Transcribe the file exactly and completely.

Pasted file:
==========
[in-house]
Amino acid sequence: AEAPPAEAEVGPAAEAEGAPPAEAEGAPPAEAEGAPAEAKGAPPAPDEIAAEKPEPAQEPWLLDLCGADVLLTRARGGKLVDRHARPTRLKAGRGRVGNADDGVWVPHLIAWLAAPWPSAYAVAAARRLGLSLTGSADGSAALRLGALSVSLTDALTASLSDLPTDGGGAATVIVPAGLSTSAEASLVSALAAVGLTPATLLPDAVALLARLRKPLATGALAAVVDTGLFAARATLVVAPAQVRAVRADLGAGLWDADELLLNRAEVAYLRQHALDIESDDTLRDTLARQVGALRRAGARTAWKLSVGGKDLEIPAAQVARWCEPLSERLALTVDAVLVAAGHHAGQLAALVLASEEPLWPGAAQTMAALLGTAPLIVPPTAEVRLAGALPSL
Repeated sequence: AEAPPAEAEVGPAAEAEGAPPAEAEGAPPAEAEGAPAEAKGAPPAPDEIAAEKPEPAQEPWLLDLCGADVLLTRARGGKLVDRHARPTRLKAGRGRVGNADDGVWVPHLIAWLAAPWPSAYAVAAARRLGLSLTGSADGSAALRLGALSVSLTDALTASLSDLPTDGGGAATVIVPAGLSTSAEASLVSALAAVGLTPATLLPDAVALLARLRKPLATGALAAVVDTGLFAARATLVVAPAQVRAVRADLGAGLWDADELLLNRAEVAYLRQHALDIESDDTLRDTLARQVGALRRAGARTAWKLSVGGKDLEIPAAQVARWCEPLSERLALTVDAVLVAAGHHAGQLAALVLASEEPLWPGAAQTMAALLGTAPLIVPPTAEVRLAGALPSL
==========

[in-house]
Amino acid sequence: AEAPPAEAEVGPAAEAEGAPPAEAEGAPPAEAEGAPAEAKGAPPAPDEIAAEKPEPAQEPWLLDLCGADVLLTRARGGKLVDRHARPTRLKAGRGRVGNADDGVWVPHLIAWLAAPWPSAYAVAAARRLGLSLTGSADGSAALRLGALSVSLTDALTASLSDLPTDGGGAATVIVPAGLSTSAEASLVSALAAVGLTPATLLPDAVALLARLRKPLATGALAAVVDTGLFAARATLVVAPAQVRAVRADLGAGLWDADELLLNRAEVAYLRQHALDIESDDTLRDTLARQVGALRRAGARTAWKLSVGGKDLEIPAAQVARWCEPLSERLALTVDAVLVAAGHHAGQLAALVLASEEPLWPGAAQTMAALLGTAPLIVPPTAEVRLAGALPSL
Repeated sequence: AEAPPAEAEVGPAAEAEGAPPAEAEGAPPAEAEGAPAEAKGAPPAPDEIAAEKPEPAQEPWLLDLCGADVLLTRARGGKLVDRHARPTRLKAGRGRVGNADDGVWVPHLIAWLAAPWPSAYAVAAARRLGLSLTGSADGSAALRLGALSVSLTDALTASLSDLPTDGGGAATVIVPAGLSTSAEASLVSALAAVGLTPATLLPDAVALLARLRKPLATGALAAVVDTGLFAARATLVVAPAQVRAVRADLGAGLWDADELLLNRAEVAYLRQHALDIESDDTLRDTLARQVGALRRAGARTAWKLSVGGKDLEIPAAQVARWCEPLSERLALTVDAVLVAAGHHAGQLAALVLASEEPLWPGAAQTMAALLGTAPLIVPPTAEVRLAGALPSL